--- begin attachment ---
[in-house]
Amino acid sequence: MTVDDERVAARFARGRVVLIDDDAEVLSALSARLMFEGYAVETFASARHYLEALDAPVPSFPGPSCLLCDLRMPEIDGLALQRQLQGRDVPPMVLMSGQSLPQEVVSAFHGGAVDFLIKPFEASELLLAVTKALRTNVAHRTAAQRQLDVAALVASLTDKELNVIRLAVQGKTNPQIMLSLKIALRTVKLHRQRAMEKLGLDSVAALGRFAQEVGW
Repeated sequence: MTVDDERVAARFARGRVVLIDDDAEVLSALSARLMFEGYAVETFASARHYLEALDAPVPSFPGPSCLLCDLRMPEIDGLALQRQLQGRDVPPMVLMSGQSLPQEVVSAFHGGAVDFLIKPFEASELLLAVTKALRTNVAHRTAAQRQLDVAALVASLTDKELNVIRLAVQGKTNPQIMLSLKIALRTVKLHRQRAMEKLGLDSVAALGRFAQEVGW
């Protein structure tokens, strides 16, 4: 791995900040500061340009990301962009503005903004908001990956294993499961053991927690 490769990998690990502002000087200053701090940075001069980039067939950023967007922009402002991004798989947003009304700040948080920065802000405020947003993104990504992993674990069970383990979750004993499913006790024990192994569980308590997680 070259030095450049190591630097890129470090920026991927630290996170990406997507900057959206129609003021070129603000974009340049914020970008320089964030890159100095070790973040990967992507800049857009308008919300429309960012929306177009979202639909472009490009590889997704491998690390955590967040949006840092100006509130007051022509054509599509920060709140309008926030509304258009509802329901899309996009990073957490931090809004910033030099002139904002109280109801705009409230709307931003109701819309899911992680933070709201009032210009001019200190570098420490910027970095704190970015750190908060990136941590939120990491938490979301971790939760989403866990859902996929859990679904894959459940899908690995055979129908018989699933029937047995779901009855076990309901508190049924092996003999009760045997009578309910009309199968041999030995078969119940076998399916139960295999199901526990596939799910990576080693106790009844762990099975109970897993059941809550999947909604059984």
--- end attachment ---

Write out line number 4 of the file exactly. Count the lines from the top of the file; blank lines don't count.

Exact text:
């Protein structure tokens, strides 16, 4: 791995900040500061340009990301962009503005903004908001990956294993499961053991927690 490769990998690990502002000087200053701090940075001069980039067939950023967007922009402002991004798989947003009304700040948080920065802000405020947003993104990504992993674990069970383990979750004993499913006790024990192994569980308590997680 070259030095450049190591630097890129470090920026991927630290996170990406997507900057959206129609003021070129603000974009340049914020970008320089964030890159100095070790973040990967992507800049857009308008919300429309960012929306177009979202639909472009490009590889997704491998690390955590967040949006840092100006509130007051022509054509599509920060709140309008926030509304258009509802329901899309996009990073957490931090809004910033030099002139904002109280109801705009409230709307931003109701819309899911992680933070709201009032210009001019200190570098420490910027970095704190970015750190908060990136941590939120990491938490979301971790939760989403866990859902996929859990679904894959459940899908690995055979129908018989699933029937047995779901009855076990309901508190049924092996003999009760045997009578309910009309199968041999030995078969119940076998399916139960295999199901526990596939799910990576080693106790009844762990099975109970897993059941809550999947909604059984």